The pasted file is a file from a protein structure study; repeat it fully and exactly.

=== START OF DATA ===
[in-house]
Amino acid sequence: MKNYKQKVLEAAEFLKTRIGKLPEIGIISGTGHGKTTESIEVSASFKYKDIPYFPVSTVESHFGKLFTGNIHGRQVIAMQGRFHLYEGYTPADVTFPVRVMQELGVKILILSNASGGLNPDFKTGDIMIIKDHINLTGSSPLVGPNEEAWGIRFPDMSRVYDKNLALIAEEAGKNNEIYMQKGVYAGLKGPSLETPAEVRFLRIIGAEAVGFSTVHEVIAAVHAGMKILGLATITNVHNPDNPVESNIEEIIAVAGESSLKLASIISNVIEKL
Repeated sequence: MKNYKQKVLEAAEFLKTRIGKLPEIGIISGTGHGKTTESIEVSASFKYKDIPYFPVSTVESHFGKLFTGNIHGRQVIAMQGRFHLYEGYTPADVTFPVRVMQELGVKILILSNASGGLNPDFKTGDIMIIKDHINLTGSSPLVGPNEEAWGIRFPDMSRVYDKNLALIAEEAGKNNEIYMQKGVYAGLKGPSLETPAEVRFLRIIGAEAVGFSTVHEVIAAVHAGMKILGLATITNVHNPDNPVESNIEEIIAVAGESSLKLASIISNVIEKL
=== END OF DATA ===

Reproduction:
[in-house]
Amino acid sequence: MKNYKQKVLEAAEFLKTRIGKLPEIGIISGTGHGKTTESIEVSASFKYKDIPYFPVSTVESHFGKLFTGNIHGRQVIAMQGRFHLYEGYTPADVTFPVRVMQELGVKILILSNASGGLNPDFKTGDIMIIKDHINLTGSSPLVGPNEEAWGIRFPDMSRVYDKNLALIAEEAGKNNEIYMQKGVYAGLKGPSLETPAEVRFLRIIGAEAVGFSTVHEVIAAVHAGMKILGLATITNVHNPDNPVESNIEEIIAVAGESSLKLASIISNVIEKL
Repeated sequence: MKNYKQKVLEAAEFLKTRIGKLPEIGIISGTGHGKTTESIEVSASFKYKDIPYFPVSTVESHFGKLFTGNIHGRQVIAMQGRFHLYEGYTPADVTFPVRVMQELGVKILILSNASGGLNPDFKTGDIMIIKDHINLTGSSPLVGPNEEAWGIRFPDMSRVYDKNLALIAEEAGKNNEIYMQKGVYAGLKGPSLETPAEVRFLRIIGAEAVGFSTVHEVIAAVHAGMKILGLATITNVHNPDNPVESNIEEIIAVAGESSLKLASIISNVIEKL